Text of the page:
TR17-116 Authors: Michal Moshkovitz, Dana Moshkovitz

Publication: 5th July 2017 17:57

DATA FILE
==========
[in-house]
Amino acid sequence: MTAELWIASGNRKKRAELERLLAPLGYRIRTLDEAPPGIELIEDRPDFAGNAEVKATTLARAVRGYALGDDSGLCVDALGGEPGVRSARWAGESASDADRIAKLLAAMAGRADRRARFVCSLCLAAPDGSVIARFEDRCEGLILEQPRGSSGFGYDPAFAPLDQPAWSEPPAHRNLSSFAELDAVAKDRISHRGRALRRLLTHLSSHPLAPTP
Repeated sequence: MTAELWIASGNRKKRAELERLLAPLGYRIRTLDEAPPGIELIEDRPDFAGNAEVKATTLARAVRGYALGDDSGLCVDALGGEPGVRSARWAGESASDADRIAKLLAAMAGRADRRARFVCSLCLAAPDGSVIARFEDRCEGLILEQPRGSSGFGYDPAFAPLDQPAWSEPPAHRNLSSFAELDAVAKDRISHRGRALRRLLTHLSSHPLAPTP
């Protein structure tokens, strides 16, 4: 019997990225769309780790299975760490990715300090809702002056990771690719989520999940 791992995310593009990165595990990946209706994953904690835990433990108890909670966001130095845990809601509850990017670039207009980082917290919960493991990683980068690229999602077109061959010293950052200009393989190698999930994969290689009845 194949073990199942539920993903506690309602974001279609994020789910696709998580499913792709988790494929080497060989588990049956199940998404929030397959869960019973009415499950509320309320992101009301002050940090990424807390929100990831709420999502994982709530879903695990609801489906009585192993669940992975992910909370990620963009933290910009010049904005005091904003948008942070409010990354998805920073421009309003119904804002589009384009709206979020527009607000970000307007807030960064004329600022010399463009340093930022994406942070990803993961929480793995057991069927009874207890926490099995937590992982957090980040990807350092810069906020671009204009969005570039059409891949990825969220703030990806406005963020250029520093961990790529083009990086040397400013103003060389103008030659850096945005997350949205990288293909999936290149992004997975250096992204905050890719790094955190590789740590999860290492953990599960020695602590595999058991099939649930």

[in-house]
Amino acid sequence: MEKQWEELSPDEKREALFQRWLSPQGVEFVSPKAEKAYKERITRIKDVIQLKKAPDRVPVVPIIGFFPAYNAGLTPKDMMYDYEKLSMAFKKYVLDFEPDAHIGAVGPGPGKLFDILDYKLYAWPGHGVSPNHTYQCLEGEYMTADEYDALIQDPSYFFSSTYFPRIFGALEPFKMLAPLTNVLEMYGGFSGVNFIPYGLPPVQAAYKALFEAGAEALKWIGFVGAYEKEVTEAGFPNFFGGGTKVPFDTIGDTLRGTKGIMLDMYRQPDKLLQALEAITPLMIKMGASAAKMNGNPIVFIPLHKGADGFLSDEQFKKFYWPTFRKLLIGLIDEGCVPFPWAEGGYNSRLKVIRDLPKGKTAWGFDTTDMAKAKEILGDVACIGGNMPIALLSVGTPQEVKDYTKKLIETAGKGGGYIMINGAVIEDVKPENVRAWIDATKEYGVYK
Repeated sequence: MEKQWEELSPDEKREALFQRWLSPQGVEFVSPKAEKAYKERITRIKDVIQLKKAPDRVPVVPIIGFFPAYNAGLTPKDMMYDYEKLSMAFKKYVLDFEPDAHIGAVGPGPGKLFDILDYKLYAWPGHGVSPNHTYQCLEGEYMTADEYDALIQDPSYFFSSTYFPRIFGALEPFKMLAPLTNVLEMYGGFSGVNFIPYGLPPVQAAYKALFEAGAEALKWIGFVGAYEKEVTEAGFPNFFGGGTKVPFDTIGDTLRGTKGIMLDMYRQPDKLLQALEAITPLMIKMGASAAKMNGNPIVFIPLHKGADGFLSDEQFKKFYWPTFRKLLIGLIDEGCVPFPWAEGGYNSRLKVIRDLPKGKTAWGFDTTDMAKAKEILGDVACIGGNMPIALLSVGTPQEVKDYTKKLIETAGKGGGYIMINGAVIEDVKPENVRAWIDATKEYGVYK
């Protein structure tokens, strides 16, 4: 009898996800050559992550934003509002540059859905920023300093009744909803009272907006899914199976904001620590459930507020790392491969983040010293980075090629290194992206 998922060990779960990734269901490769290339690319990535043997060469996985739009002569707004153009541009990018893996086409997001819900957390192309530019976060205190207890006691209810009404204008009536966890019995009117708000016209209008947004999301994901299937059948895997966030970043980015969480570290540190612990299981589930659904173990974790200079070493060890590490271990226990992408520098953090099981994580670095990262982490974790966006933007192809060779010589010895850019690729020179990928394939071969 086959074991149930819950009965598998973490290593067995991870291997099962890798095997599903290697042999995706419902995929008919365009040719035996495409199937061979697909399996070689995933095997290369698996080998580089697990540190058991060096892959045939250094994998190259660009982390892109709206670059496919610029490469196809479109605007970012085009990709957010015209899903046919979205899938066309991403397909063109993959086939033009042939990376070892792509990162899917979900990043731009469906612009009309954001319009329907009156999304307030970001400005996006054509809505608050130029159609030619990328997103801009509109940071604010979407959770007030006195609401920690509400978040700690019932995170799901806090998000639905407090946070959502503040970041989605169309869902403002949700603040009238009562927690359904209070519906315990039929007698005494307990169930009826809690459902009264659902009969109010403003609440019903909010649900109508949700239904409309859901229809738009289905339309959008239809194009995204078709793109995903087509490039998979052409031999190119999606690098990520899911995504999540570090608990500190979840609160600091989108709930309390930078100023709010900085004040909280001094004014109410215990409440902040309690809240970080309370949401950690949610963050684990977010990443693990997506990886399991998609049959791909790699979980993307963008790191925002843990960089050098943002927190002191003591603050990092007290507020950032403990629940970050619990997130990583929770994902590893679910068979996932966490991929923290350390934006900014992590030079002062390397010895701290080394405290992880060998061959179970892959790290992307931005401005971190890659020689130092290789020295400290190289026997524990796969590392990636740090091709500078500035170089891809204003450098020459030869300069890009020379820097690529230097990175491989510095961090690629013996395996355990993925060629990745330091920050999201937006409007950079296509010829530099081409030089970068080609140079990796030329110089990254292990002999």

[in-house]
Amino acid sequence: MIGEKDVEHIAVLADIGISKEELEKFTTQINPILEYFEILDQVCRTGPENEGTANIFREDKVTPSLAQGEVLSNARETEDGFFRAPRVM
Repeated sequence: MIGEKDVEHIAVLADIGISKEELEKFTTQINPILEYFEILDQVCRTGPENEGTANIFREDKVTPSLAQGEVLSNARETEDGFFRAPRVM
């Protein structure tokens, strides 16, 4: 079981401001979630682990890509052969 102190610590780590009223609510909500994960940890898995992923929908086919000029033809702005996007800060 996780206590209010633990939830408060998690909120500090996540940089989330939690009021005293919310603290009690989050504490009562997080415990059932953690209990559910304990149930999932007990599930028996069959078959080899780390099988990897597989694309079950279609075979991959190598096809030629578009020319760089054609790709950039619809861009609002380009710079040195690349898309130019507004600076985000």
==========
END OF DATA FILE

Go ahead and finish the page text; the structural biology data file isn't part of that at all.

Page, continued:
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With any hypothesis class one can associate a bipartite graph whose vertices are the hypotheses H on one side and all possible labeled examples X on the other side, and an hypothesis is connected to all the labeled examples that are consistent with it. We call this graph the hypotheses graph. We prove that any hypothesis class whose hypotheses graph is mixing cannot be learned using less than 2^(Omega(log|H|^2)) memory states unless the learner uses at least a large number of |H|^Omega(1) labeled examples. In contrast, there is a learner that uses 2^Theta(log|X| log |H|) memory states and only Theta(log|H|) labeled examples, and there is a learner that uses only |H| memory states but a large number Theta(|H|log|H|) of labeled examples. Our work builds on a combinatorial framework we suggested in a previous work for proving lower bounds on space bounded learning. The strong lower bound is obtained by considering a new notion of pseudorandomness for a sequence of graphs that represents the learner.